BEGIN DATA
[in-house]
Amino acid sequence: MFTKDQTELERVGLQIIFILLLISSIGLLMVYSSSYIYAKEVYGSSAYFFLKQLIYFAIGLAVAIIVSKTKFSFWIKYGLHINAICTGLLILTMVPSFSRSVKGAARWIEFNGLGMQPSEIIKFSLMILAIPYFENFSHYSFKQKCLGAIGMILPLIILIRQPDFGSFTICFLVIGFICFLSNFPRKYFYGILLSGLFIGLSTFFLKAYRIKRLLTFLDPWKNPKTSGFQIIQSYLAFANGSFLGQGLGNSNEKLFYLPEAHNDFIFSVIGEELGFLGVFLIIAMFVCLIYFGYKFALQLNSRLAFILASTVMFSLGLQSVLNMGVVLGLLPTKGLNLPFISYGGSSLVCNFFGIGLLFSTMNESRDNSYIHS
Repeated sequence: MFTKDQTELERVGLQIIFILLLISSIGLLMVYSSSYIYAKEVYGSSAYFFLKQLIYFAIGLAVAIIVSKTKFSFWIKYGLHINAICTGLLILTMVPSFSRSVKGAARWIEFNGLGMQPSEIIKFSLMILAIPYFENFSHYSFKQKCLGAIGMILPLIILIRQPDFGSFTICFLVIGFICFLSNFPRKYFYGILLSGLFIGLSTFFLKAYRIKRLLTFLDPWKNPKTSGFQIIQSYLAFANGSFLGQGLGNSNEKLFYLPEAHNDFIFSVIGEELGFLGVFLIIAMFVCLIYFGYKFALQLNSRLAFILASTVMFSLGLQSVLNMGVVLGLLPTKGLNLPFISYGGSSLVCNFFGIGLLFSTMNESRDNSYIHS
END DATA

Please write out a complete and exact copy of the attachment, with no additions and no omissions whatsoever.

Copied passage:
[in-house]
Amino acid sequence: MFTKDQTELERVGLQIIFILLLISSIGLLMVYSSSYIYAKEVYGSSAYFFLKQLIYFAIGLAVAIIVSKTKFSFWIKYGLHINAICTGLLILTMVPSFSRSVKGAARWIEFNGLGMQPSEIIKFSLMILAIPYFENFSHYSFKQKCLGAIGMILPLIILIRQPDFGSFTICFLVIGFICFLSNFPRKYFYGILLSGLFIGLSTFFLKAYRIKRLLTFLDPWKNPKTSGFQIIQSYLAFANGSFLGQGLGNSNEKLFYLPEAHNDFIFSVIGEELGFLGVFLIIAMFVCLIYFGYKFALQLNSRLAFILASTVMFSLGLQSVLNMGVVLGLLPTKGLNLPFISYGGSSLVCNFFGIGLLFSTMNESRDNSYIHS
Repeated sequence: MFTKDQTELERVGLQIIFILLLISSIGLLMVYSSSYIYAKEVYGSSAYFFLKQLIYFAIGLAVAIIVSKTKFSFWIKYGLHINAICTGLLILTMVPSFSRSVKGAARWIEFNGLGMQPSEIIKFSLMILAIPYFENFSHYSFKQKCLGAIGMILPLIILIRQPDFGSFTICFLVIGFICFLSNFPRKYFYGILLSGLFIGLSTFFLKAYRIKRLLTFLDPWKNPKTSGFQIIQSYLAFANGSFLGQGLGNSNEKLFYLPEAHNDFIFSVIGEELGFLGVFLIIAMFVCLIYFGYKFALQLNSRLAFILASTVMFSLGLQSVLNMGVVLGLLPTKGLNLPFISYGGSSLVCNFFGIGLLFSTMNESRDNSYIHS